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RE: property value clarification

From: David G. Durand <dgd@cs.bu.edu>
Date: Tue, 3 Nov 1998 08:57:19 -0400
Message-Id: <v04011700b264a88bb5c1@[24.0.249.126]>
To: w3c-dist-auth@w3.org
At 5:05 PM -0400 11/2/98, Babich, Alan wrote:
>There is no problem, even in this case. Even if the
>value is compound, the server knows the data types of
>all the simple values, and from the structure of the
>XML tags, it knows the structure of the values. (If you
>don't tell it anything about the datatypes of the
>simple values, and the server doesn't already know about
>the property, the server assumes String for the simple
>values.) So, the server has no trouble in principle in
>storing or retrieving the value, or in preserving the
>abstract value, or in querying it.
>
>Generally, the server doesn't need to know the
>semantics of properties other than the simple
>data types, and their hierarchical structure.
>With String as the default data type,
>and XML providing hierarchical structure
>for hierarchical values, the server can faithfully
>implement the abstract value, whether simple or compound,
>and whether predefined in an underlying schema, or
>seen for the first time in a PROPPATCH.

Now, since this labelled hierarchy of strings _is_ the basic data model for
XML, (and the canonical XML format that I recommended examining strips out
comments, etc), we seem to have come around to solution that I was
suggesting by a different route.

There's one thin you left out, though, which is attributes. Servers must
preserve attributes, if we want to apply data typing standards such as RDF,
since they are all based on the use of attributes.

At the very least, we need to preserve the xml:lang and namespace
attributes, to even support what we've already committed to.

>So, I am agreeing with you again. I would reword your
>sentence to be slightly stronger: "The server must either
>reject the property or implement its abstract value
>correctly."

And you also seem to be agreeing with my other major point, which is we
need to have a definition of _what_ implementing an abstract value
"correctly" actually is. We can't progate a standard that says the server
"must" do something whose meaning is undefined.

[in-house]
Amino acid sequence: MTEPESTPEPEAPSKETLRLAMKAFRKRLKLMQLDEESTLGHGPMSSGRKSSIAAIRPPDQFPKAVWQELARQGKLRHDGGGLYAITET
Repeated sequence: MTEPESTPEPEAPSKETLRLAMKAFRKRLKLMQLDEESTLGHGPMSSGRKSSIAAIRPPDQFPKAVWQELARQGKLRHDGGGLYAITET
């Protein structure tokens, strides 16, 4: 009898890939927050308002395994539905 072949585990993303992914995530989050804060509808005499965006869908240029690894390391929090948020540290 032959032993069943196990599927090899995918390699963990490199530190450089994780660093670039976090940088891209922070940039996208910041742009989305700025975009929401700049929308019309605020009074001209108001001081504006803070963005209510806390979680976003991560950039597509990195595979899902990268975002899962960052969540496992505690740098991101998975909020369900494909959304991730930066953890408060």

I come (at least partly) from a world (the Text Encoding Initiative) where
metadata is a complex sub-DTD of at least 30 element types. I'm aware of
worlds (in the library community) where metadata encompasses literally
hundreds of potential fields that are hierarchically organized and have
complex and significant ordering relationships among each other.

From that perspective the desire to store 10002323 in 4 bytes of binary is
an interesting special case optimization. I realize the for other systems
it is a critical issue. But I don't see any reason that we can't pretty
easily handle both.

I do see the representational power of XML as being useful in some
meta-data situations, and given that I advocate it.

I also see the potential advantages that simpler schemas could gain by
limiting that model. And if we _do_ limit it, let's say how.

I propose that any server that does not have a schema for a namespace
qualified element of an XML document should preserve all the information
that would be available by converting that element to canonical form as
defined on James Clark's web page, and that we contact him for permission
to include that prose. (Since he's committed to a variety of standards
work, I expect that he'll oblige us, and save us the trouble of rewriting
it).

>Greg Stein wrote:
>"My initial question which created this thread was more about how far
>the
>property value extended within the XML framework which carries it,
>versus what the semantic nature of those properties are."
>
>The right order to consider the questions is (1) what is the
>property model or models we want to support, and (2) what
>makes sense to express property values in XML. With the
>property model in mind, it is clear that XML attributes
>are best used for decorations of literal values, e.g.,
>data type and language, and not for the abstract value
>itself.

This is one, controversial, view in the XML community. The same issue has
been controversial in the SGML community as well, for more than a decade.
In any case, unless we are going to pick one schema notation (not currently
possible), servers must preserve attributes so that clients can add schema
declarations to their data. Once a client is allowed to add the attributes,
and get them back again, the question of whether the attribute is a
"decoration" or an "abstract value" becomes a religious one with no effects
on the protocol. So we're back at the same place again.

   -- David
_________________________________________
David Durand              dgd@cs.bu.edu  \  david@dynamicDiagrams.com
Boston University Computer Science        \  Sr. Analyst
http://www.cs.bu.edu/students/grads/dgd/   \  Dynamic Diagrams
--------------------------------------------\  http://www.dynamicDiagrams.com/
MAPA: mapping for the WWW                    \__________________________
Received on Tuesday, 3 November 1998 08:59:02 GMT

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